In Memory

Bruce Weneck

Bruce Weneck

Bruce passed away on August 6, 2018, of pneumonia.  A funeral service will be held on Wednesday, August 8 at 11:00 at Louis Memorial Chapel, 6830 Troost, Kansas City, MO.

Obituary from KC Star:

Bruce Roger Weneck Our beloved brother and uncle, Bruce Roger Weneck, passed away at age 67 on August 5th, 2018 from complications of pneumonia. The son of Hyman and Nettie Helen Weneck, Bruce had a long career in the supermarket business. He brought his family enormous joy and the comfort of his loving kindness. He made us laugh from the bottom of our bellies. He was sweet and generous. He was gracious to all. Bruce is survived by his brothers, Steve Weneck and Richard Weneck, his sisters, Jane Booser Gorman and Bette Weneck, and two nieces and three nephews. Funeral services will be held at 11am Wednesday, August 8, 2018 at The Louis Memorial Chapel, 6830 Troost Ave., Kansas City, MO. Burial to follow at Mt. Carmel Cemetery. In lieu of flowers, the family suggests contributions to a charity of one's choice. Online condolences for the family may be left at

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08/16/18 05:43 PM #1    

Steve Kanaga

I am very sad to hear of Bruce's death.  At previous reunions I did not see him and asked others who knew him about him, and heard he was living in Kansas outside the KC Metro Area.  I knew him best when we were in Border Star, and the same general neighborhood of 68th Street, living less than two blocks west of me.  As we were growing up, he was a good guy and a special guy in the neighborhood. I ran into him less in high school, when he was a busy basketball player.  Other connections with him:  My sister Carolyn was a fan of his sister Betty; they were in the same same grade.  And Bruce's mom's first cousin, Nate Stein, was a very good friend of my dad's especially and our family; he was a lifelong bachelor known to us as "Uncle Nate", who we always saw during the December holidays when he brought us unique gifts, and saw at other times.

In memory of other deceased friends in the general neighborhood with Bruce and me:  Jeff Selsor, two blocks to the east, a very good friend (also in Troop 123 with Whitney Sunderland and me), who I understand still has the permanent SW school record in the mile run, Kenny Burrell, on my block also to the east (brother of the wonderful Patty Burrell, who was also in the same grade with Carolyn--a best friend of hers--and Betty Weneck), Bill Duncan, about two blocks two the west, and Stuart Gentry, also about two blocks to the east.  I could write more.  All good guys.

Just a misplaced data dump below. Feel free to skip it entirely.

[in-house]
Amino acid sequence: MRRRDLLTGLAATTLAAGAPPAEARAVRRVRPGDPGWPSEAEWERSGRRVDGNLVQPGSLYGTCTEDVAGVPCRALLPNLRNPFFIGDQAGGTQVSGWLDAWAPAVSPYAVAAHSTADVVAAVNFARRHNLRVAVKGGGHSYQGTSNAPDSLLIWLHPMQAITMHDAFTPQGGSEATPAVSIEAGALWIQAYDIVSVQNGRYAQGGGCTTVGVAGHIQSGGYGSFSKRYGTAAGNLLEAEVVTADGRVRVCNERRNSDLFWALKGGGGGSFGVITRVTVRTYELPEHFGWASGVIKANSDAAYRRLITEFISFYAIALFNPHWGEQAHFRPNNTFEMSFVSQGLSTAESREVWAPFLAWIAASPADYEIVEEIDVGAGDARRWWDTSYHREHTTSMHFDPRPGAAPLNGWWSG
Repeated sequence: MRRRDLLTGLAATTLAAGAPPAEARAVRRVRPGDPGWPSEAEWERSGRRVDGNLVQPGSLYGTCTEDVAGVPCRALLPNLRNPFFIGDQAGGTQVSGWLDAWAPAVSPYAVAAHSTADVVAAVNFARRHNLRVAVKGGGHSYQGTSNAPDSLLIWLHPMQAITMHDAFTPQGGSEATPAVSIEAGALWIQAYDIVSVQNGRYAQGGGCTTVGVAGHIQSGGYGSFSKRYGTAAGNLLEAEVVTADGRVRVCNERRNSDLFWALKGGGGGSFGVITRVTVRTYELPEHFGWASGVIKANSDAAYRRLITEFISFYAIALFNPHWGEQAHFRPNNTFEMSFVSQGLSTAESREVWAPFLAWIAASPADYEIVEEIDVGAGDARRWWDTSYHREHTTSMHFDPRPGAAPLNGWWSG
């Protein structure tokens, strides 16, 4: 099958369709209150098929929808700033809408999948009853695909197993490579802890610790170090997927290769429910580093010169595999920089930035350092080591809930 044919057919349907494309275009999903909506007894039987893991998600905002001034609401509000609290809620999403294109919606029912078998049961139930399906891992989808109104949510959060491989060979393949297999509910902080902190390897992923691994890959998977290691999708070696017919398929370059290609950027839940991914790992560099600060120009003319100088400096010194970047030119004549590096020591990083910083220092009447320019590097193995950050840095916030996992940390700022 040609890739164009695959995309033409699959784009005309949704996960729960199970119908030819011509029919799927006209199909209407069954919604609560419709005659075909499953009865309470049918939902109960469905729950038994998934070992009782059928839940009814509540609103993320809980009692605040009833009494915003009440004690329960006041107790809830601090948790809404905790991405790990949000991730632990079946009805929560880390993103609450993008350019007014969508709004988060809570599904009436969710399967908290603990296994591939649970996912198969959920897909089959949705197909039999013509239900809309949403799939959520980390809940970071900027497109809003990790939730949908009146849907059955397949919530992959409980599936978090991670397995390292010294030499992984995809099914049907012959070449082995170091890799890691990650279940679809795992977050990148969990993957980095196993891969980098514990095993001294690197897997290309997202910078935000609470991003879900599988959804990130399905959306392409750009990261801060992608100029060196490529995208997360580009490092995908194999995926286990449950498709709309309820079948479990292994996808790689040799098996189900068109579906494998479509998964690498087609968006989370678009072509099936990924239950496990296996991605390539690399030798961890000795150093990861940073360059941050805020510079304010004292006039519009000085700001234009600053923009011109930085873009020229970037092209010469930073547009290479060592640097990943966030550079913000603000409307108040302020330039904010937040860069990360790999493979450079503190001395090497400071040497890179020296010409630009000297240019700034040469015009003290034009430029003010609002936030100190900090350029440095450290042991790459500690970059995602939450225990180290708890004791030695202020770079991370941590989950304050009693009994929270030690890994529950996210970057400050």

08/23/18 09:57 PM #2    

Mike Ward

Bruce and I were good friends since the 2nd grade at Border Star. In 1961, we played 3&2 baseball together on the Broadway Stars. Bruce was our 3rd baseman, Tom Morgan our left fielder and Paul Dow played first base. We only lost two games the whole year. Our freshman year at SW, Bruce and I made the freshman basketball team. We didn't have the greatest season, but we had a blast playing for Coach Cobb. Bruce went on to play varsity basketball for Coach Moriarity our senior year. I will always remember a JV game against Rockhurst our junior year where Bruce hung 29 points against the Hawklets. That game showed Coach Moriarity that Bruce could play.

In school, Bruce and I both had Mrs. Chiarello for Spanish. Neither one of us I don't think could speak much Spanish when we graduated. Our favorite teacher in our five years at SW besides Mrs. Chiarello, was one Alpheus O. Fisher, our geometry teacher our sophomore year. I had AO first hour. Bruce and Bob Bruegging had him second hour. We shared many a laugh talking about blackboard protractors.

One of my favorite memories of Bruce was attending the NAIA basketball tournemnt downtown one full day each year. His dad bought season tickets for the entire 6 day tourney so Bruce and I got to attend a full day watching basketball instead of trying to improve our Spanish or working on the pythagorean theorem.

Towards the end of our sophomore year, we lost Coach Ewing, one of the greatest  coaches in SW history. Bruegging, Bruce and I attended that funeral together . Sadly, a year later, Bruce and I attended Ed Storm's service after that bad car wreck took his life.

In the spring of 68, Bruce and I were shooting baskets as always at the house across the street from his on 68th terrace. We heard the news come over the radio that Martin Luther King had been killed. The times they were indeed changing. I never ever saw Bruce mad at anyone. He always seemed to have a smile on his face and was interested in how you were doing. For a few years after SW graduation, we stayed in touch, usually talking about basketball games from the past. I write this now saying how I wish we could have some more visits. Bruce, you were a class act!


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